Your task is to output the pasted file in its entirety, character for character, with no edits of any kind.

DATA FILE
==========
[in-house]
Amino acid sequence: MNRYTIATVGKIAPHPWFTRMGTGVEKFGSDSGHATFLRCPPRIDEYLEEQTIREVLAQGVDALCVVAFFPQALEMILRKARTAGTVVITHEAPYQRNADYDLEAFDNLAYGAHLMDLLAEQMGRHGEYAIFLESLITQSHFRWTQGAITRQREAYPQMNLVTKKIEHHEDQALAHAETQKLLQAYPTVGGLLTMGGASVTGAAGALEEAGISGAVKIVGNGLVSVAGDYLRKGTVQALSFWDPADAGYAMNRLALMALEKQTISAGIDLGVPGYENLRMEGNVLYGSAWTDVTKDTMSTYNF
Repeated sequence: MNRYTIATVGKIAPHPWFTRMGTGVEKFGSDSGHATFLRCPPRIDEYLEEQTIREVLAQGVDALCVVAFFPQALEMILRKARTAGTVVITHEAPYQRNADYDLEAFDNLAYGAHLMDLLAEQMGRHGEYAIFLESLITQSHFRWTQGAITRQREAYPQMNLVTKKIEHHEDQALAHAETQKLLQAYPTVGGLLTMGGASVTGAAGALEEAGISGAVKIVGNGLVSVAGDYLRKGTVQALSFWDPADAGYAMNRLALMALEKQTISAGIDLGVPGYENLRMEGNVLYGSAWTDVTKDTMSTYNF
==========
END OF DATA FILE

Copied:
[in-house]
Amino acid sequence: MNRYTIATVGKIAPHPWFTRMGTGVEKFGSDSGHATFLRCPPRIDEYLEEQTIREVLAQGVDALCVVAFFPQALEMILRKARTAGTVVITHEAPYQRNADYDLEAFDNLAYGAHLMDLLAEQMGRHGEYAIFLESLITQSHFRWTQGAITRQREAYPQMNLVTKKIEHHEDQALAHAETQKLLQAYPTVGGLLTMGGASVTGAAGALEEAGISGAVKIVGNGLVSVAGDYLRKGTVQALSFWDPADAGYAMNRLALMALEKQTISAGIDLGVPGYENLRMEGNVLYGSAWTDVTKDTMSTYNF
Repeated sequence: MNRYTIATVGKIAPHPWFTRMGTGVEKFGSDSGHATFLRCPPRIDEYLEEQTIREVLAQGVDALCVVAFFPQALEMILRKARTAGTVVITHEAPYQRNADYDLEAFDNLAYGAHLMDLLAEQMGRHGEYAIFLESLITQSHFRWTQGAITRQREAYPQMNLVTKKIEHHEDQALAHAETQKLLQAYPTVGGLLTMGGASVTGAAGALEEAGISGAVKIVGNGLVSVAGDYLRKGTVQALSFWDPADAGYAMNRLALMALEKQTISAGIDLGVPGYENLRMEGNVLYGSAWTDVTKDTMSTYNF